THE USE OF 360-DEGREE FEEDBACK METHOD THE USE OF 360-DEGREE FEEDBACK METHOD Ilieş Liviu Babeş Bolyai University, Faculty of Economics and Business Administration, 58-60 Teodor Mihali Street, Cluj-Napoca, Romania liviu.ilies@econ.ubbcluj.ro,

More information

THE LINK BETWEEN ORGANIZATIONAL CULTURE AND PERFORMANCE MANAGEMENT PRACTICES: A CASE OF IT COMPANIES FROM ROMANIA

THE LINK BETWEEN ORGANIZATIONAL CULTURE AND PERFORMANCE MANAGEMENT PRACTICES: A CASE OF IT COMPANIES FROM ROMANIA THE LINK BETWEEN ORGANIZATIONAL CULTURE AND PERFORMANCE MANAGEMENT PRACTICES: A CASE OF IT COMPANIES FROM ROMANIA Dobre Ovidiu-Iliuta The Bucharest University of Economic Studies (Institute of Doctoral

More information

Project Human Resource Management. Overview of PMBOK Basics

Project Human Resource Management. Overview of PMBOK Basics Human Resource Management Overview of PMBOK Basics Michael R. Williams Ph.D. Professor - College of Business Administration Director Professional Sales Institute Illinois State University Campus Box 5590

More information

Performance Through Relationships. Towards a Cohesive Virtual Intercultural Team

Performance Through Relationships. Towards a Cohesive Virtual Intercultural Team Journal of Intercultural Management Vol. 2, No. 1, March 2010, pp. 49 56 Monika Chutnik Uniwersytet Ekonomiczny we Wrocławiu Katarzyna Grzesik Uniwersytet Ekonomiczny we Wrocławiu Performance Through Relationships.

More information

Anchoring change in non-profit organizations

Anchoring change in non-profit organizations Anchoring change in non-profit organizations TEIO13 2013-12-12 Sofia Georgsson, sofge522 Louise Johnsson, loujo908 Hilda Lycke, hilly963 DPU5 Introduction This report is a part of the course TEIO13 Leadership

More information

Development at the top: Who really cares?

Development at the top: Who really cares? Development at the top: Who really cares? A survey of executive teams Erik de Haan Ashridge Business School Inge Wels Ashridge Business School Bill Lucas Talent Foundation Jonathan Winter Career Innovation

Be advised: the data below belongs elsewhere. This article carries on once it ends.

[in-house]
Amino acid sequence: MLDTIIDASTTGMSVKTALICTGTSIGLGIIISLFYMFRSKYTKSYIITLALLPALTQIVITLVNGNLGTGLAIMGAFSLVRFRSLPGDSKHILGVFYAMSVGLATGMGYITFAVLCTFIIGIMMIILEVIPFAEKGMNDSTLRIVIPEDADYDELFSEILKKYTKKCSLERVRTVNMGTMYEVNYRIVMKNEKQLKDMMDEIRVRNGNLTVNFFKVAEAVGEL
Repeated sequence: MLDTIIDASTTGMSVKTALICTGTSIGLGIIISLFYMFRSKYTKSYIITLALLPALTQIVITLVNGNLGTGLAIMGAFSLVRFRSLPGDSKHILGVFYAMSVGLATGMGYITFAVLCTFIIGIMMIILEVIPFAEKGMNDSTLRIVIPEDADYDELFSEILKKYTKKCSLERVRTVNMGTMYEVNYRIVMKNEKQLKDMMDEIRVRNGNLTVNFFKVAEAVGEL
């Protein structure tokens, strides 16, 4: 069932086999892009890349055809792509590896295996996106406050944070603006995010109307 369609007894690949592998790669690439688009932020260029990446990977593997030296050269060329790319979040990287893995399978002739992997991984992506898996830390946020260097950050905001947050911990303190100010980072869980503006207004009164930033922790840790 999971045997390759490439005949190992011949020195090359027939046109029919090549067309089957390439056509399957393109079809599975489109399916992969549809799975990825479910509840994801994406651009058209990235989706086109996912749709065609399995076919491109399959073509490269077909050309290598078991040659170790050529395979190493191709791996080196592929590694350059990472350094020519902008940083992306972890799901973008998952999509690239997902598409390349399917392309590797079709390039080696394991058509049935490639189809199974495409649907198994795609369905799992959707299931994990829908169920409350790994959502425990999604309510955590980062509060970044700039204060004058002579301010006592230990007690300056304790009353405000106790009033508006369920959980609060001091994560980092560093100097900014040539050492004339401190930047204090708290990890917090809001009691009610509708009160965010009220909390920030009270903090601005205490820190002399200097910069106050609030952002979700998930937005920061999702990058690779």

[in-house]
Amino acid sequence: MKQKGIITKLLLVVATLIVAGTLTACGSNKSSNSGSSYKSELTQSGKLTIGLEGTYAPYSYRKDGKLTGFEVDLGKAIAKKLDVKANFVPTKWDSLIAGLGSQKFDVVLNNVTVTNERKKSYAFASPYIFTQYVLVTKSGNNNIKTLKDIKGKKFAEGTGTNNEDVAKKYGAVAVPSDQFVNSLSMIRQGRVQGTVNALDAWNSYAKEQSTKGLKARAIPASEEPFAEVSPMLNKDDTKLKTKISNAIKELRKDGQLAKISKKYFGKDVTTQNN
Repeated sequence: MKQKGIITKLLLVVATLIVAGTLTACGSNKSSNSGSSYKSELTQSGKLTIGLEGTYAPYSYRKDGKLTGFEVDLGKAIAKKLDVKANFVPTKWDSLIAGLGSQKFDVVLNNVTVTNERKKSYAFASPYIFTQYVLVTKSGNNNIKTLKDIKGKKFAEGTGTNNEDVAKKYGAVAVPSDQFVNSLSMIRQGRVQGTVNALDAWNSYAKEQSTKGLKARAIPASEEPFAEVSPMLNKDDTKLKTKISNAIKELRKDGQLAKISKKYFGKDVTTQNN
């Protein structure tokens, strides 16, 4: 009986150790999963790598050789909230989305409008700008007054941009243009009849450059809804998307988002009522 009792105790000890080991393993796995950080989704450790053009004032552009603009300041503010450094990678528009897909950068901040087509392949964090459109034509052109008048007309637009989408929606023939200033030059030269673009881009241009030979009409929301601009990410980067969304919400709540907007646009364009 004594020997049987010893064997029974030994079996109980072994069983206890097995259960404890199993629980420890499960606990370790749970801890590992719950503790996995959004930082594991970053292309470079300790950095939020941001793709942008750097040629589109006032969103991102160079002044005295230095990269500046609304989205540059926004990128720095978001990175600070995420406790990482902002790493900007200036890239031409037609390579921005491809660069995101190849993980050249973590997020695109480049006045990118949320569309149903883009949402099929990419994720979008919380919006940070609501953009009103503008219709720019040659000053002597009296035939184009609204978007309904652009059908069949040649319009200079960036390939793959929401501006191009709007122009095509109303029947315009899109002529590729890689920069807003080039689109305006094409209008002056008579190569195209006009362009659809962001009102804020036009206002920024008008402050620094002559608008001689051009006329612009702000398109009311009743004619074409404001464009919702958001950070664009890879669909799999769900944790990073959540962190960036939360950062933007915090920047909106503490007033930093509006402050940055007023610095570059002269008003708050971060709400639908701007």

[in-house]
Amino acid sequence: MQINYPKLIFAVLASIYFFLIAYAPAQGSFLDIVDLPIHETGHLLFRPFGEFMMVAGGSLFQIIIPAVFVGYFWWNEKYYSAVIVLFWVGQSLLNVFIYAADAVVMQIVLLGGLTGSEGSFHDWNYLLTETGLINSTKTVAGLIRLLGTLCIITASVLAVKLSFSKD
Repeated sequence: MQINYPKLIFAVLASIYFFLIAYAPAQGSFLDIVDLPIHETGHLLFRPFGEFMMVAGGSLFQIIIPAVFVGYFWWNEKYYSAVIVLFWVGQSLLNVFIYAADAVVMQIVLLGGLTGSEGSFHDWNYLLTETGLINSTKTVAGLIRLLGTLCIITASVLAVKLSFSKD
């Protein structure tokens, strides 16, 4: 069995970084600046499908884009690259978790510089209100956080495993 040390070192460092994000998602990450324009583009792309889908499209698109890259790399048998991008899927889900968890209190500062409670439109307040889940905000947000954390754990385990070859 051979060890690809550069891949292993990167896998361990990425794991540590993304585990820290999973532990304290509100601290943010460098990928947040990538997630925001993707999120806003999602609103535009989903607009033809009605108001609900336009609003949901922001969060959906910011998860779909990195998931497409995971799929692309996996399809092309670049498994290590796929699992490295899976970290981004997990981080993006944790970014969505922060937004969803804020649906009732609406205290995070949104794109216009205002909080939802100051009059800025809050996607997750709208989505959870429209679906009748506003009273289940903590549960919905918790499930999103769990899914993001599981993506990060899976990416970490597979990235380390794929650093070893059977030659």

More information

Degree projects improving co-operation between the teacher education program and schools: Swedish experiences

Degree projects improving co-operation between the teacher education program and schools: Swedish experiences Degree projects improving co-operation between the teacher education program and schools: Swedish experiences Inger von Schantz Lundgren & Mats Lundgren (ivo@du.se, mlu@du.se) HögskolanDalarna (Dalarna

More information

DESCRIBING OUR COMPETENCIES. new thinking at work

DESCRIBING OUR COMPETENCIES. new thinking at work DESCRIBING OUR COMPETENCIES new thinking at work OUR COMPETENCIES - AT A GLANCE 2 PERSONAL EFFECTIVENESS Influencing Communicating Self-development Decision-making PROVIDING EXCELLENT CUSTOMER SERVICE

More information

Best Practices to Ensure Impact

Best Practices to Ensure Impact 360-Degree Feedback Best Practices to Ensure Impact Executive Summary The 360-degree feedback process, in which direct reports, peers, bosses and/or customers provide behavioral and performance feedback

More information

2003 Midwest Research to Practice Conference in Adult, Continuing, and Community Education

2003 Midwest Research to Practice Conference in Adult, Continuing, and Community Education 2003 Midwest Research to Practice Conference in Adult, Continuing, and Community Education Role of Social Presence, Choice of Online or Face-to-Face Group Format, and Satisfaction with Perceived Knowledge